Once spawned (~3,500 m), locate ground targets to engage. It is suggested to engage the targets farthest from the enemy's airfield in order to avoid detection. Attack pillboxes (light or heavy, it doesn't matter with 500 kg bombs) as these don't move. Only engage the AI tanks if there are no pillboxes, and if engaging the tanks, judge the speed of the tank column, and release the bombs, making sure to lead where the tanks will be as the bombs fall, not where they are in that moment.
When bombing anything, note that the center of the reticle should be aimed below the target by about a centimetre (looking at the screen). This will allow the bombs maximum precision. When releasing the two bombs from the bomb bay, hold the flight pattern for about 1/2 a second longer than normal to compensate for the opening of the bomb bay doors. Once the payload has dropped, begin attacking artillery and AAA guns with the 20 mm cannons. Fire in short bursts to conserve ammo, as the more of these light targets are destroyed, the better. Never attack light pillboxes with the frontal cannons! The ammo spent attempting to destroy these (~200 rounds) isn't worth it! Always attack lighter targets, or if the situation presents itself, enemy aircraft. Once the bombs and cannon ammo are/is exhausted, then high-tail it back to the airfield. Fully upgraded, the Tu-2S-59 can maintain ~450 km/h on the deck, no problem. Be careful upon landing, as the plane tends to stall at ~175 km/h. Rearm, and repeat!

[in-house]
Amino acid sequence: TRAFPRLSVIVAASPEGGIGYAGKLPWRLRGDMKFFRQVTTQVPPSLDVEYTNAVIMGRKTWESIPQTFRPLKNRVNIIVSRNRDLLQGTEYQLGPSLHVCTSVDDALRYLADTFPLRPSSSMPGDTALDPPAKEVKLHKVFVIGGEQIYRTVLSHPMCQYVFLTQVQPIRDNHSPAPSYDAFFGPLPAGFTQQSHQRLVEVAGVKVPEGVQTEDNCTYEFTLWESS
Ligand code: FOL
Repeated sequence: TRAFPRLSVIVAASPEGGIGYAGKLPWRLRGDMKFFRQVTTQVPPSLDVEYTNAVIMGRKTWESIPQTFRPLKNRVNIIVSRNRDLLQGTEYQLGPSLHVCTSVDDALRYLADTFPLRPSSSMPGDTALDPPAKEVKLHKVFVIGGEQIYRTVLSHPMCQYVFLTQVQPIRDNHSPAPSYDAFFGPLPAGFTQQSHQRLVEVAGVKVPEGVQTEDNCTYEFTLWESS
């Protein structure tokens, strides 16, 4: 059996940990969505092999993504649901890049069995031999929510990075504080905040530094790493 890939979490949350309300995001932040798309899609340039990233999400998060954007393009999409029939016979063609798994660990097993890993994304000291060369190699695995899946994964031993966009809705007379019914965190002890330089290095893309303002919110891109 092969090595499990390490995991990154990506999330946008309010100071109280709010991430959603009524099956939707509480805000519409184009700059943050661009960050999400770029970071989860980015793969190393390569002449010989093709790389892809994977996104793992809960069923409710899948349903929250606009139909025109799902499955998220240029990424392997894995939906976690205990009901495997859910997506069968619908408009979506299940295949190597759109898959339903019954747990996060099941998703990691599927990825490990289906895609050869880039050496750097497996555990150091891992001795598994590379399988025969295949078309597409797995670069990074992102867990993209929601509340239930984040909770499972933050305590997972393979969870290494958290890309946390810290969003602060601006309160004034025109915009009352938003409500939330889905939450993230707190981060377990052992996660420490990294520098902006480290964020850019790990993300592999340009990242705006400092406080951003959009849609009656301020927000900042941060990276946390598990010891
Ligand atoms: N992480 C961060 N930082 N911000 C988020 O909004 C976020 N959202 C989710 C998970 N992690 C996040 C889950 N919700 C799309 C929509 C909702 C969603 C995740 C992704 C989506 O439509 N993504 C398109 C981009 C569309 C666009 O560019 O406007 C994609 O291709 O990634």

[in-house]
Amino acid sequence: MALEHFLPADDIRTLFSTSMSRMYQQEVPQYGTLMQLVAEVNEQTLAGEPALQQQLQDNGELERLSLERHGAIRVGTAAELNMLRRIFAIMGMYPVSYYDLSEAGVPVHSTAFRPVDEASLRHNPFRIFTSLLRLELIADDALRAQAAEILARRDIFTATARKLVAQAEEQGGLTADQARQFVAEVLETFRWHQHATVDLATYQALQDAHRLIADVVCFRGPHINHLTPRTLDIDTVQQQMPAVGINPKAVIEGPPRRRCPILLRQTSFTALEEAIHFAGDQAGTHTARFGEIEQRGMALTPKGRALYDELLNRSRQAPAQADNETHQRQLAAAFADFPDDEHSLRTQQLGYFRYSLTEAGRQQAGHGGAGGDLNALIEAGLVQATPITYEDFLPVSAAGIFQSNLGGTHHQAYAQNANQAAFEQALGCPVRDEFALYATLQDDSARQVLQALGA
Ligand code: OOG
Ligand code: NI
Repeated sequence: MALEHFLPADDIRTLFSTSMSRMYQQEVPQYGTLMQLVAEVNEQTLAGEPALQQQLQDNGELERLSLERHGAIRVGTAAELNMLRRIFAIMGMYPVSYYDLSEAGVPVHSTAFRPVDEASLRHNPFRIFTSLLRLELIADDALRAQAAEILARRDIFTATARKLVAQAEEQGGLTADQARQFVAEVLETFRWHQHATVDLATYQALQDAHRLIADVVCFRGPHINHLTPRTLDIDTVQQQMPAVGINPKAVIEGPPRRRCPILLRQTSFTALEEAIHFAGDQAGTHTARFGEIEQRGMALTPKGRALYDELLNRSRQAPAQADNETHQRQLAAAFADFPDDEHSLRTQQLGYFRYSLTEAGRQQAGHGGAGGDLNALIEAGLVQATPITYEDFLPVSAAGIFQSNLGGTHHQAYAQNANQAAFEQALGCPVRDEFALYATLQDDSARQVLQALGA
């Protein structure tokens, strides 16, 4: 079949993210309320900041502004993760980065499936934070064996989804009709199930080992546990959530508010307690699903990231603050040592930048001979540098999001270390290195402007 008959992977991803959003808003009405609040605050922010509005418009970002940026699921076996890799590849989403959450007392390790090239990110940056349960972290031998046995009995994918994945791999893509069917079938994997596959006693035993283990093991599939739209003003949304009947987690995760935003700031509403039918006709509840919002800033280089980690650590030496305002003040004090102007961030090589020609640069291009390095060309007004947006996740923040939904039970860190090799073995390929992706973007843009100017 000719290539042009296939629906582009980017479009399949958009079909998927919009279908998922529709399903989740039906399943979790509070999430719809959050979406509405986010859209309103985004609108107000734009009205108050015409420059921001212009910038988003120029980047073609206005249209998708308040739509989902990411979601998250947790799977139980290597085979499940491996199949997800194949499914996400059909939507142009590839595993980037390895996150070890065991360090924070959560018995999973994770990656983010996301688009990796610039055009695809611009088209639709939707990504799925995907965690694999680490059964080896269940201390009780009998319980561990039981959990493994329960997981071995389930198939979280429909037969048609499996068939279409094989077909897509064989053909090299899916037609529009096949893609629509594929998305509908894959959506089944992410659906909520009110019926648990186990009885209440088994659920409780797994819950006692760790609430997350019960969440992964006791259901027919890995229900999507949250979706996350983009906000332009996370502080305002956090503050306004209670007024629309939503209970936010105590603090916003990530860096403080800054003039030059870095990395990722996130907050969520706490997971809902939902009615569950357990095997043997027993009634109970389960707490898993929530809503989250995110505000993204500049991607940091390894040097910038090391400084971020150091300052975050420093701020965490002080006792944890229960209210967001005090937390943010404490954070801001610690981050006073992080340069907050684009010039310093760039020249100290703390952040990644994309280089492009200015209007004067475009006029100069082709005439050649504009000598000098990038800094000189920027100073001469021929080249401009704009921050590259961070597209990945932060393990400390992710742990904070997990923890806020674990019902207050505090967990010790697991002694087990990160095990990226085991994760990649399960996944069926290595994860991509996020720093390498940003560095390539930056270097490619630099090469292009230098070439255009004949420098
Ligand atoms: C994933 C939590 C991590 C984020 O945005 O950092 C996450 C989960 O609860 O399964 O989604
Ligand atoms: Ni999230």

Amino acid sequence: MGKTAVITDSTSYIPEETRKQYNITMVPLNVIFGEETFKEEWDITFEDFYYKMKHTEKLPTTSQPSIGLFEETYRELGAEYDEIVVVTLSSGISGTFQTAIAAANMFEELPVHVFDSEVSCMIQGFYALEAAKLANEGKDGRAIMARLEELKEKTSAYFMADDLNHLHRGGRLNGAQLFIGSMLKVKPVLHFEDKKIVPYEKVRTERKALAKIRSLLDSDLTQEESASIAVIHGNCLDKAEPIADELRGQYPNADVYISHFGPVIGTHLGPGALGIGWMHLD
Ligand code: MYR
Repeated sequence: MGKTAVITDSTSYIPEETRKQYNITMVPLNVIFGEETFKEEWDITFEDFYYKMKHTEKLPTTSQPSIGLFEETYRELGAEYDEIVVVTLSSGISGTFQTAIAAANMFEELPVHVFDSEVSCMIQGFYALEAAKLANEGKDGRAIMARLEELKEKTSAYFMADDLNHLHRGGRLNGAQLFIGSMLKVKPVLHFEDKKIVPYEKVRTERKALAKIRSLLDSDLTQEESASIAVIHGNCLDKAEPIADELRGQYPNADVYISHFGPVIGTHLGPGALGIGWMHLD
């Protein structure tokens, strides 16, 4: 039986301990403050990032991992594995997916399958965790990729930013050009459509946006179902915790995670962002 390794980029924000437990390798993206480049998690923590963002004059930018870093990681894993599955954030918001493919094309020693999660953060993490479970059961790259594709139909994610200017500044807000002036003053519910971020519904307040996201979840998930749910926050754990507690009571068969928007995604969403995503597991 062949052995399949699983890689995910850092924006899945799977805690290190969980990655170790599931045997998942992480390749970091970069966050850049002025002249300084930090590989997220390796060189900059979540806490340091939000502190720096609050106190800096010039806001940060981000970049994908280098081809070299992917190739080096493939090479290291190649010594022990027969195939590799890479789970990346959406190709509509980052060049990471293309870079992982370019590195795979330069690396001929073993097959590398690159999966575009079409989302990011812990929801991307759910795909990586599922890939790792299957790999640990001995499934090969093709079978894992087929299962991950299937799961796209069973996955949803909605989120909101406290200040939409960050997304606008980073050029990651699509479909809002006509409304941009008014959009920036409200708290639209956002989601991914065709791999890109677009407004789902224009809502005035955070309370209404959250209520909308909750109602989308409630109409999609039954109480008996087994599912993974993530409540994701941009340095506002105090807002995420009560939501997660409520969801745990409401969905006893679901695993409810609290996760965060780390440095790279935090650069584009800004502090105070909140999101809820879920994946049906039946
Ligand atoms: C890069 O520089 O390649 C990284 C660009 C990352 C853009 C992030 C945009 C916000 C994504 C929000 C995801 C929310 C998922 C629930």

Specific enemies worth noting
Unfortunately for the Tu-2S-59, it has a battle rating of 6.3. This is a double-edged sword, as on one hand, the Tu-2S-59 has to fight enemy jets, notably the Horten 229 and the Me-262, but on the other hand, these pilots are typically experienced and won't sacrifice their altitude for a ground pounding Tu-2. However, should the Tu-2S-59 be engaged, here are some suggestions per plane.
Do not engage a fighter on purpose, the following is only for defensive and survival reference
This plane is agile, fast, and dangerous, possessing a pair of Mk 103 cannons. When engaged with one of these planes, force a head-on pass if he is either below or on equal altitude as the Tu-2S-59. Once the pass has concluded, and if neither of the two are down, push the throttle to WEP and run. When the 229 turns to pursue, it will catch up. Use the defensive turrets at this point, as these are the Tu-2S-59's only hope for making it out alive. Aim for the pilot.
Me 262 A-1 and A-1/U4 Pulkzerstorer
These planes are a tough opponent. They are fast and possess better armour than the 262, so the turrets are not going to be as effective in destroying these enemies. Again, if the enemy is below or on equal altitude as the Tu-2S-59, force a head on pass and run after it ends (if able). Use the turrets, but know that these planes are designed to be bomber-hunters, and are ruthlessly efficient in their task.